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The Crisis Of Renaissance Europe With Prominent Biographies. The period after about 1300 may be viewed in several quite different ways. Is this the “waning of the Middle Ages”? Should our interpretive categories emphasize, decline, disruption and despair?

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The Crisis


Renaissance Europe


Prominent Biographies

The period after about 1300 may be viewed in several quite different ways.

Is this the “waning of the Middle Ages”? Should our interpretive categories emphasize, decline, disruption and despair?

Is this the “dawn of a new era”? Should we see initiative, originality, and creativity?

In reality there was a social, political, religious, and economic dynamic taking place.


Certain broad trends are clearly visible in this era.

In political and institutional history, the basic trends evident in 1300 persisted throughout the period.

Where centralization or fragmentation were

present, they did not change much.

The biggest event of the age was the 100yrs war actually 116 yrs—but dominated all politics and economic philosophies.


This was, on the whole, a period of disastrous problems for the Church.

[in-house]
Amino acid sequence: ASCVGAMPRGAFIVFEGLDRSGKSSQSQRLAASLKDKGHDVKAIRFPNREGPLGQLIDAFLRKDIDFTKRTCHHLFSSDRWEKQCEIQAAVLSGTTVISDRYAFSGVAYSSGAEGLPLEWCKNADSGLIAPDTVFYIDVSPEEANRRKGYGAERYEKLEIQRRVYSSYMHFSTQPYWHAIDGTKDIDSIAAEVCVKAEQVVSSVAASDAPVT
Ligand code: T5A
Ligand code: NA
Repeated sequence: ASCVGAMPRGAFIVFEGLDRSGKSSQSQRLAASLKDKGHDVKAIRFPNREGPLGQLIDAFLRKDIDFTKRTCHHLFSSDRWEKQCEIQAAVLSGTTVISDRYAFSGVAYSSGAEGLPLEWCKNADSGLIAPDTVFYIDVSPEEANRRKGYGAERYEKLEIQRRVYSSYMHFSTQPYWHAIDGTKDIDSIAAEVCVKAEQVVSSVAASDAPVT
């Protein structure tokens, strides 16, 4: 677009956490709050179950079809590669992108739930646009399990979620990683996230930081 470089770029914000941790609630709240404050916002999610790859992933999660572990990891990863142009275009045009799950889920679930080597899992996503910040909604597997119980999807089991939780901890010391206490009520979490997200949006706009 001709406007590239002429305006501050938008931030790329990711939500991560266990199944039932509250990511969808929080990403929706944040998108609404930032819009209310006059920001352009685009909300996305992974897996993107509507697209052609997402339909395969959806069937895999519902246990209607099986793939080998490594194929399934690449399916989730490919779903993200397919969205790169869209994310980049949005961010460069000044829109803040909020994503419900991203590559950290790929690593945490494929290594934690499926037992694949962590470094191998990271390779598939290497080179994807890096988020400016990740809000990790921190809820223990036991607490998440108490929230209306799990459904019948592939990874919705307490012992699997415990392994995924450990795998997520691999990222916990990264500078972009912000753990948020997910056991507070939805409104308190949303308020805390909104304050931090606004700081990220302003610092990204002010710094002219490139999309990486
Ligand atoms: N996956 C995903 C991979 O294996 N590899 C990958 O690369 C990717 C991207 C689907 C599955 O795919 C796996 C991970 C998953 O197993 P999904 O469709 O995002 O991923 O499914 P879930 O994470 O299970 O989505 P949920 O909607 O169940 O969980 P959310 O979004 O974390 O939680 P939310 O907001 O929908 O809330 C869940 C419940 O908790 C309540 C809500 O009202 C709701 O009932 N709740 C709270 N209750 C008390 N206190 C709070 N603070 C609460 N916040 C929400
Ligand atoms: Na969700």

The great facts of the period where the “Babylonian Captivity” of the papacy and the Great Schism.

There was also anticlericalism and limited efforts at reform.

At the same time, ordinary people showed signs of religious faith.


The most dramatic developments of the period were the demographic and economic problems associated with the Black Death.

25 to 35% of the population died; Great many people between the ages 15 to 45—largest most productive of the labor force.

No cure or preventive medicine—no vaccines or immunity—kept coming back and always with a vengeance.


Let us first look at the overall political shape of Europe.

The Hundred Years War was the all-but-inevitable outcome of the longstanding enmity between France and England occasioned by the Continental interests of the English kings.

In 1340, Edward III of English claimed the throne of France (through his wife) and opened a war that lasted until 1453.


The irony of the 100yrs war--There were only 3 major military campaigns;

bands of freebooters rampaged in France; They were more of a rub for both sides, English and French;

and Jeanne d’Arc rallied the French in 1429-1431 after the Treaty of Troyes nearly gave France to England.


The English won all the great battles and, at times, held much of France but finally lost the war and retained only a little area near Calais.

The war had important consequences for both France and England.

For the French, the war heightened the sense of national consciousness, professionalized the military, generalized several forms of taxation, and restored royal prestige.


For England, the war enhanced the role of Parliament through the principle of “redress before supply,”

diverted royal attention from pressing problems at home, and created deep factional divides in the aristocracy that culminated in a civil war, the War of the Roses (1455-1489).